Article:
By Norris Burkes, Jan 17, 2021

In 1976, I cast my first vote in a presidential election for Jimmy Carter.

My vote was the naive choice of a 19-year-old ministerial student. As a Baptist attending Baylor University, I assumed I should vote for a fellow Southern Baptist.

It made sense to me that our government could use a little help from Jesus – help in the form of a Sunday school teacher from Maranatha Baptist Church in Plains, Ga.

That was a long time ago. This past week, some Mob-O-Crats found a more direct route to bring Jesus into government by storming the US capitol. 

The “Christian Soldiers” onwardly marched waving placards that insisted, “Jesus Saves” as well as crosses emblazoned with “Jesus Saves.” Some literally wore religion on the sleeves of letterman-styled jackets that said, “You need Jesus.” Others became cheerleaders yelling, “Shout if you love Jesus!”

I believe, as it turns out, Jesus was a no-show. Jesus wasn’t with these protesters, nor did they represent him. 

In the vernacular I’d say, “Jesus ain’t got no time for that.”

How do I know?

Because of what happened to Malchus.

“Who’s that?” you ask.

OK, short break for a Jimmy-Carter-like, Sunday school lesson:

Malchus was a part of the arresting party that came in the middle of the night to haul Jesus off to a trial and crucifixion.

He was a servant for the High Priest. That priest would be the prosecuting attorney for the trial.

Stay with me. 

Luke 22:49-51 describes the moment when the lynch mob approached Jesus: 

“When those around him saw what was going to happen, they said to him, “Lord, shall we strike with the sword?” 

Matthew 26:52 gives the full answer:

“And suddenly, one of those who were with Jesus stretched out his hand and drew his sword, struck the servant of the high priest, and cut off his ear. But Jesus said to him, “Put your sword in its place, for all who take the sword will perish by the sword.”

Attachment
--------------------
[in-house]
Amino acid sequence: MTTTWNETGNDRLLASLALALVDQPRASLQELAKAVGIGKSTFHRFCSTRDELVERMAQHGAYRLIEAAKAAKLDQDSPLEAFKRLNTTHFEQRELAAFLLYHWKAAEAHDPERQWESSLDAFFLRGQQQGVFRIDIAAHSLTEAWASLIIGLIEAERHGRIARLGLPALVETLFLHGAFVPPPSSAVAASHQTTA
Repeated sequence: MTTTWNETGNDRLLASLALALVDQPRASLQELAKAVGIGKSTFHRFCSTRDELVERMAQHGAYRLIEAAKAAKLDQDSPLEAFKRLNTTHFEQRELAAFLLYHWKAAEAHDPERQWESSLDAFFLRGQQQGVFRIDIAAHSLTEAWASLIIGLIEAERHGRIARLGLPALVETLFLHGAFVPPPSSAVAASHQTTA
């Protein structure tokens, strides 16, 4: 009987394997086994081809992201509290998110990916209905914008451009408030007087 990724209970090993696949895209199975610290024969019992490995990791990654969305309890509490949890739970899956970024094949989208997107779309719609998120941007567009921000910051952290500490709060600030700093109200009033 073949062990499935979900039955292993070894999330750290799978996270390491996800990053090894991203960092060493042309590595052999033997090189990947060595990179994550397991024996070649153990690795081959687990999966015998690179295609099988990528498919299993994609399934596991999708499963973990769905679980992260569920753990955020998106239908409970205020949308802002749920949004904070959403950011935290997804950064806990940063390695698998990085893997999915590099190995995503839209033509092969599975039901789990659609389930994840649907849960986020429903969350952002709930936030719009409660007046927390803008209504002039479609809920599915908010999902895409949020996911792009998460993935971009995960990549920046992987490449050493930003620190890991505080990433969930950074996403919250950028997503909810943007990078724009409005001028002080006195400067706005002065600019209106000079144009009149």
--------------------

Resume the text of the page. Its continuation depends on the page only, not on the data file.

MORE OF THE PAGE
That’s one of those hard sayings of Jesus, especially for military chaplains like myself.  Some read it as an endorsement for pacificism.

But in context, Jesus was rebuking those who wanted to force God’s Kingdom into promoting an earthly government. As he’d said earlier in John 18:36, “My kingdom doesn’t consist of what you see around you. If it did, my followers would fight…. But I’m not that kind of king, not the world’s kind of king.”

Why so many scriptures today?

Because I believe our faith can inform us about current issues. And often those issues will lead us to vote for a specific candidate. However, that candidate should never become the issue and that person should never be mistaken for Jesus’ right hand man.

A candidate cannot declare himself to be on Jesus’ side just because he holds a bible for a photo op, attends mass, or even teaches a Sunday school class. If he or she tries to mix religion and politics, religion will always lose. Jesus didn’t put your candidate in office any more than he did mine. But he does admonish us to pray for our leaders. 

Nevertheless, if folks persist with Christian Nationalism, (combining the kingdom of God with the kingdom of man), then I’m sorry to say that like four of the insurrectionist, they may literally have picked the wrong hill to die on.

When Carter lost to Ronald Reagan, I thought, well, there goes Jesus. He won’t be welcome in the White House anymore. Of course, that wasn’t true. He’s always welcome.

So, if you must join a “Christian march” on DC or wherever, I recommend plagiarizing the slogan I recently saw on a church sign — “No matter who is my president, Jesus will always be my King.”


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